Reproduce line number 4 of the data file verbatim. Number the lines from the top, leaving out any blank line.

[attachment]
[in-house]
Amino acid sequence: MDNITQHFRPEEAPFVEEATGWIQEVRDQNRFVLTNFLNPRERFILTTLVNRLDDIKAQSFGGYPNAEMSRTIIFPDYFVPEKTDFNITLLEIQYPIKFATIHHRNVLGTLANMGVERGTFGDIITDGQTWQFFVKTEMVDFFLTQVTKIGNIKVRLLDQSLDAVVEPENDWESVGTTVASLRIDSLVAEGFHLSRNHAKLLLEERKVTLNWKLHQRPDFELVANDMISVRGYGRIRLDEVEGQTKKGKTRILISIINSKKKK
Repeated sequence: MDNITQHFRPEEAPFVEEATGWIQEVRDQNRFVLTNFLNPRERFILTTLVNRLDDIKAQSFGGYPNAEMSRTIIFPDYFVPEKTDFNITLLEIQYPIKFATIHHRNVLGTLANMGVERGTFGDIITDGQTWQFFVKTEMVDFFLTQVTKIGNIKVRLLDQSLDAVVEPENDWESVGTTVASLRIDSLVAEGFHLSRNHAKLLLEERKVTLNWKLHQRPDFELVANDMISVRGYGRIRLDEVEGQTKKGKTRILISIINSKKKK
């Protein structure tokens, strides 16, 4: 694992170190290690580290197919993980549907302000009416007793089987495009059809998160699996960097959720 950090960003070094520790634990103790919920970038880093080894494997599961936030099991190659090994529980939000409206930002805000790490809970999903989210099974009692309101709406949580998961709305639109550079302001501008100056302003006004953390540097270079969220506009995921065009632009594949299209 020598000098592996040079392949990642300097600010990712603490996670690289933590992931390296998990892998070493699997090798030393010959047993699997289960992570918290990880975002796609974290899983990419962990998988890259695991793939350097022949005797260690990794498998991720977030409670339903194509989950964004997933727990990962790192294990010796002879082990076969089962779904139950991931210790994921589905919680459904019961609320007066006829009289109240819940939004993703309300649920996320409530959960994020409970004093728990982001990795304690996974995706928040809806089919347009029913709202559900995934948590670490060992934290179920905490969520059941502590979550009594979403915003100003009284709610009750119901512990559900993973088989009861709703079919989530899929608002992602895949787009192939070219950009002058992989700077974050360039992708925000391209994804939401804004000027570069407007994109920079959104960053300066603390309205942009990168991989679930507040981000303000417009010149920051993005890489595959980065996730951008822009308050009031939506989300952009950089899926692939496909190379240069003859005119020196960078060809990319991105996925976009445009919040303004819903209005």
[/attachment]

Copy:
């Protein structure tokens, strides 16, 4: 694992170190290690580290197919993980549907302000009416007793089987495009059809998160699996960097959720 950090960003070094520790634990103790919920970038880093080894494997599961936030099991190659090994529980939000409206930002805000790490809970999903989210099974009692309101709406949580998961709305639109550079302001501008100056302003006004953390540097270079969220506009995921065009632009594949299209 020598000098592996040079392949990642300097600010990712603490996670690289933590992931390296998990892998070493699997090798030393010959047993699997289960992570918290990880975002796609974290899983990419962990998988890259695991793939350097022949005797260690990794498998991720977030409670339903194509989950964004997933727990990962790192294990010796002879082990076969089962779904139950991931210790994921589905919680459904019961609320007066006829009289109240819940939004993703309300649920996320409530959960994020409970004093728990982001990795304690996974995706928040809806089919347009029913709202559900995934948590670490060992934290179920905490969520059941502590979550009594979403915003100003009284709610009750119901512990559900993973088989009861709703079919989530899929608002992602895949787009192939070219950009002058992989700077974050360039992708925000391209994804939401804004000027570069407007994109920079959104960053300066603390309205942009990168991989679930507040981000303000417009010149920051993005890489595959980065996730951008822009308050009031939506989300952009950089899926692939496909190379240069003859005119020196960078060809990319991105996925976009445009919040303004819903209005």